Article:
- Grant Total: $235,650,000
- Grant Committed: $176,550,239
- Grant Expended: $176,550,239
- Signed: March 27, 2006
- Entry Into Force: September 30, 2006
- Completed: September 29, 2011
In 2006, the U.S. Government’s Millennium Challenge Corporation (MCC) and the Government of Armenia signed a compact designed to reduce rural poverty through a sustainable increase in the economic performance of the agricultural sector. The Government of Armenia, in consultation with local civil society groups and MCC, identified improvements in the agricultural sector as critical to increasing food security and economic growth in the country. The compact program includes one of Armenia’s largest ever irrigation infrastructure refurbishments, accompanied by strategic assistance to the nation’s farmers, agribusinesses and water supply institutions, as well as investments in rural road construction and maintenance.
The Armenia Compact was restructured due to escalating global construction costs and currency fluctuations in October 2008. In addition, following the June 2009 meeting of the MCC Board of Directors, MCC did not resume funding for any further road construction and rehabilitation under the compact due to concerns about the status of democratic governance in Armenia. This effectively reduced the original $235 million compact to approximately $177 million. About 25 kilometers of pilot roads were completed prior to this decision. To date, 150 kilometers of MCC-funded road designs are now being funded by the World Bank.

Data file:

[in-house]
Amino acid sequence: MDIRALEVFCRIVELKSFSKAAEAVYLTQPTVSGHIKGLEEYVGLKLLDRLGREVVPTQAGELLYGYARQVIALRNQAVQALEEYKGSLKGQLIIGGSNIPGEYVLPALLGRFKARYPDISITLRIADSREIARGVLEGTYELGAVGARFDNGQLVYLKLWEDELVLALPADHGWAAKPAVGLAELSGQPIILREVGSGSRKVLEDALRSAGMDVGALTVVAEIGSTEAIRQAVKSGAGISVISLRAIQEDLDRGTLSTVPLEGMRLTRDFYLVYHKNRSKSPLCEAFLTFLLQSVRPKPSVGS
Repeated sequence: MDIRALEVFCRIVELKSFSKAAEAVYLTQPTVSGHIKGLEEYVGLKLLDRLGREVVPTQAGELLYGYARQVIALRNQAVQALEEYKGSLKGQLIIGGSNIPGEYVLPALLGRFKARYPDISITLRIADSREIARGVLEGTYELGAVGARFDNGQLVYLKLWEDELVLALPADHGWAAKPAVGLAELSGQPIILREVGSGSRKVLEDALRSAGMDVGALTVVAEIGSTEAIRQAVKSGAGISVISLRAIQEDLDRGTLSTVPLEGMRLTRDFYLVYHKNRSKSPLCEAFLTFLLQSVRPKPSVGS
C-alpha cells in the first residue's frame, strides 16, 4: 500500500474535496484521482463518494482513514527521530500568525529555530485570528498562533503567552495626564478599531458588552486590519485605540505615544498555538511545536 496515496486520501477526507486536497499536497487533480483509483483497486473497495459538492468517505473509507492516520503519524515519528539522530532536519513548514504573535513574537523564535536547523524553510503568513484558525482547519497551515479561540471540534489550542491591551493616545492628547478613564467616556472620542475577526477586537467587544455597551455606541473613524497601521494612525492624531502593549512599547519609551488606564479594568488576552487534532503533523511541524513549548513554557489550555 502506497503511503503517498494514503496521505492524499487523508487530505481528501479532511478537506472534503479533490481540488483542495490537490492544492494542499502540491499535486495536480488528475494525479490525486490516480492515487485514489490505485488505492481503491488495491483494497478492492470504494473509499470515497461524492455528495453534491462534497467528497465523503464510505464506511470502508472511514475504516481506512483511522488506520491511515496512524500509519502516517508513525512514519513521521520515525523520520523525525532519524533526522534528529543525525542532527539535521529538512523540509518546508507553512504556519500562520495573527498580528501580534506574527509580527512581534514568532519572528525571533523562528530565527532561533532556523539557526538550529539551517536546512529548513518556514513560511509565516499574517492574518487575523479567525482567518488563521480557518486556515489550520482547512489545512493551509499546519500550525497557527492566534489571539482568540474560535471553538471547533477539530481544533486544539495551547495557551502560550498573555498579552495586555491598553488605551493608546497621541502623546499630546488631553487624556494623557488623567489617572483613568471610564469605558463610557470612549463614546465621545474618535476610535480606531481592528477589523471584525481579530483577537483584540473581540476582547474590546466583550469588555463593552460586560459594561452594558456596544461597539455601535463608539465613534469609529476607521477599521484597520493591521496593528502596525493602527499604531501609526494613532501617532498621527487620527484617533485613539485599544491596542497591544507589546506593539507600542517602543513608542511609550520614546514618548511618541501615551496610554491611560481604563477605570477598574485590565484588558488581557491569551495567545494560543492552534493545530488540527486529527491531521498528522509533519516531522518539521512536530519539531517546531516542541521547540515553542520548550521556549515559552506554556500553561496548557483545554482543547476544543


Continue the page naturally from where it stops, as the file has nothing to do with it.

The project aims to rehabilitate a large portion of Armenia’s Lifeline road network of rural roads. When complete, the Lifeline road network will ensure that every rural community has road access to markets, services, and the main road network. Under the Compact, the Government of Armenia will be required to commit additional resources for maintenance of the road network.
- Upgrade and rehabilitate roads;
- Audit ongoing roads maintenance;
- Plan for future road maintenance strategically;
- Ensure that rural communities have improved access to markets, social services, and to main road network.
The project aims to increase the productivity of farm households through improved water supply, higher yields, higher-value crops, and a more competitive agricultural sector through an infrastructure and a water-to-market activity.
- Rehabilitate and construct infrastructure, including, main canals, gravity schemes, pumping stations,
drainage systems and tertiary canals;
- Build management capacity of local and national water supply entities;
- Provide technical and rural credit assistance to farmers;
- Expand the total area under irrigation production;
- Improve overall efficiency of sourcing and delivery of water to farmers;
- Help to ensure sustainable management of improved irrigation infrastructure.